This week we have a special guest post from kitchen expert Majjie who writes the fantastic blog Advanced Kitchen Designs. She’ll be talking about the Modern Fitted Kitchen and offering advice on how you can achieve the modern look in your home.
GUEST POST BY KITCHEN EXPERT MAJJIE
Can you visualise an old fashioned fitted kitchen? It’s the sort of kitchen that most UK homeowners aspired to, from the very birth of the fitted kitchen, after the second world war, right up to the 1980s. Every square inch of the room is filled with fitted furniture – all at the same height. With the country-look timber kitchens, popular in the eighties, it was also quite common to run a flyover pelmet – often with some fretwork – across the top of any windows, to join the wall units either side. The kitchen imposed it’s own rigid horizontal lines onto the room. People were so proud of their new kitchens, that they wanted them to dominate the room.
Today’s fitted kitchens are very different. They’ve been influenced by two trends; the first being the resurgence of the unfitted, traditional kitchen with free standing furniture; and the second being minimalism. Like the fitted kitchen, minimalism originated in the 1930s but it’s only in the last five to ten years that it’s had a big influence on kitchen design. For most of us, though, a truly minimal kitchen wouldn’t be practical.
Confusingly, the modern fitted kitchen also places a lot of emphasis on horizontal lines but where it differs from the old fashioned look, is that modern kitchens are designed to fit in with the architecture of the room. Have a look at this Urban Cafe kitchen from Magnet (left.)
I know it’s a display, rather than a real kitchen – but it still illustrates the point. The units are in discreet blocks and they don’t extend around the corner of the room. Allowing the room corners to be seen is a way of making the kitchen furniture look more free-standing. The horizontal lines are emphasised by the use of deep pan drawers – which are also a very practical form of storage.
Of course, in a smaller kitchen it’s much more difficult to achieve this open looking, less fitted style but have a look at another example from Magnet – in their Vicenza range:
This is a more conventional L-shaped layout – and the base units are indeed fitted around the corner of the room – but the wall units are much more varied than in an old fashioned fitted kitchen. There are also some midi-height and tall units to break up that horizontal worktop line.
So, how do you achieve a modern look for your kitchen, whilst maximising storage space – especially if you don’t have one large enough to accommodate a big island? Here’s how:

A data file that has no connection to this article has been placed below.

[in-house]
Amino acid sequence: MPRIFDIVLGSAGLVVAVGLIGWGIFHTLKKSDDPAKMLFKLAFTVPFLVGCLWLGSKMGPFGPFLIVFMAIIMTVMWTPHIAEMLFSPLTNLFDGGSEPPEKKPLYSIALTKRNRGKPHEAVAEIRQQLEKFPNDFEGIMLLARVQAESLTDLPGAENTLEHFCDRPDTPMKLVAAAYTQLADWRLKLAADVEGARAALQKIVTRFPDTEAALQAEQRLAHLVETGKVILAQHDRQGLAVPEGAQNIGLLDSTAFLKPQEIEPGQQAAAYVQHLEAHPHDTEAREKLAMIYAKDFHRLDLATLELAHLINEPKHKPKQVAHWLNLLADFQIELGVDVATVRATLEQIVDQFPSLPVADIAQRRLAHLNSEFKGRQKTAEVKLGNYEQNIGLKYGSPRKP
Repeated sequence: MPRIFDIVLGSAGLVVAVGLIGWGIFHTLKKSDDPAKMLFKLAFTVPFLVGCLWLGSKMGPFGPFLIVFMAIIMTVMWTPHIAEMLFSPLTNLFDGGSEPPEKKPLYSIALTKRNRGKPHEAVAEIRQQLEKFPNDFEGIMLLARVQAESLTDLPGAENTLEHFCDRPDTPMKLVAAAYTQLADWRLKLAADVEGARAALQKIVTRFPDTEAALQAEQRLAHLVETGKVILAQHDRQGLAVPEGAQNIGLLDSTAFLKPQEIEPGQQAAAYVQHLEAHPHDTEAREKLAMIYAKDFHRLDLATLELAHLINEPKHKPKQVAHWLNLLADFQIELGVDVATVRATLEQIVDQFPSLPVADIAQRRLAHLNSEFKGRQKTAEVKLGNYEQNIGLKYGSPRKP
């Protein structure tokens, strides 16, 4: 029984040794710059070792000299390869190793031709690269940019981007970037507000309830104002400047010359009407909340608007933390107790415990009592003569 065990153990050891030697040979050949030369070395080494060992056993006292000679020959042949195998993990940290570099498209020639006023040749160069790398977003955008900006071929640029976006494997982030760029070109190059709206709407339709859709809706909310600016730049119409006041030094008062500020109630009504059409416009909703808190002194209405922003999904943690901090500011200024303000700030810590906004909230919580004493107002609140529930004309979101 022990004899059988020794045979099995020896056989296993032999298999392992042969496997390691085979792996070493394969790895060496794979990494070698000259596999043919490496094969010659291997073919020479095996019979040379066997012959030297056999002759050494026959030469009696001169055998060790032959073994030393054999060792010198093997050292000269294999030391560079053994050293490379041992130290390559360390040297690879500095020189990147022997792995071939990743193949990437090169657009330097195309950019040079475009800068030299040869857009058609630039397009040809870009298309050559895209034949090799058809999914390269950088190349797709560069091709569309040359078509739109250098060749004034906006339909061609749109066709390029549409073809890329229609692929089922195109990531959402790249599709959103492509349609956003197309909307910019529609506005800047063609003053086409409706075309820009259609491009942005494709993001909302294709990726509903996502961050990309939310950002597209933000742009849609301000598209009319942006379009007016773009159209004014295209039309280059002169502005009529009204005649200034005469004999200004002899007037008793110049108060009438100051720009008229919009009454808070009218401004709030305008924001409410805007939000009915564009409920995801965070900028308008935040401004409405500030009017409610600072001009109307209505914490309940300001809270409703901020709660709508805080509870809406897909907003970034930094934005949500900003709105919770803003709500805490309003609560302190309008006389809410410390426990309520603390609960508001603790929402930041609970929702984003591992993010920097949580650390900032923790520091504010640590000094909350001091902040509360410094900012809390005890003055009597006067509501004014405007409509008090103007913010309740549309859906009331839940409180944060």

- Work with the architecture of your room, as much as you can – don’t cover it up
- Try to keep the room corners clear, at least above the worktop
- If you need to use the corners, use one side only – don’t wrap the units around the corner
- If you need to use all the corner space – fit some open shelves there
- Don’t try to make your whole room or all of one wall symmetrical – work in blocks of units
- Use more than one colour of unit door (have another look at that Urban Café picture)
- Use more than one type of kitchen worktop finish
- Use different heights and depths of units to create variety in a single run
- Try different colour plinths (or plinth lights) to delineate separate areas
- Unless it really restricts your worktop space, choose midi-height or tall units to maximise storage space (after all – the area between worktop and wall unit is the most convenient to reach – and it’s often left empty)
- If you have the space, use isolated units such as dressers or double width larders, as well as island units
- For larger kitchens, a trick often used to get that minimal look, is to fit tall larders, fridge-freezer housings and oven housings all along one wall … so it still looks like a wall, without too many features
Of course, in a very tiny kitchen, you may not be able to use a lot of this advice … but you could always consider knocking a wall through and extending the kitchen into the living room. A lot of modern kitchen furniture – like the Cubista Walnut (right) – is designed to look good in the living area too.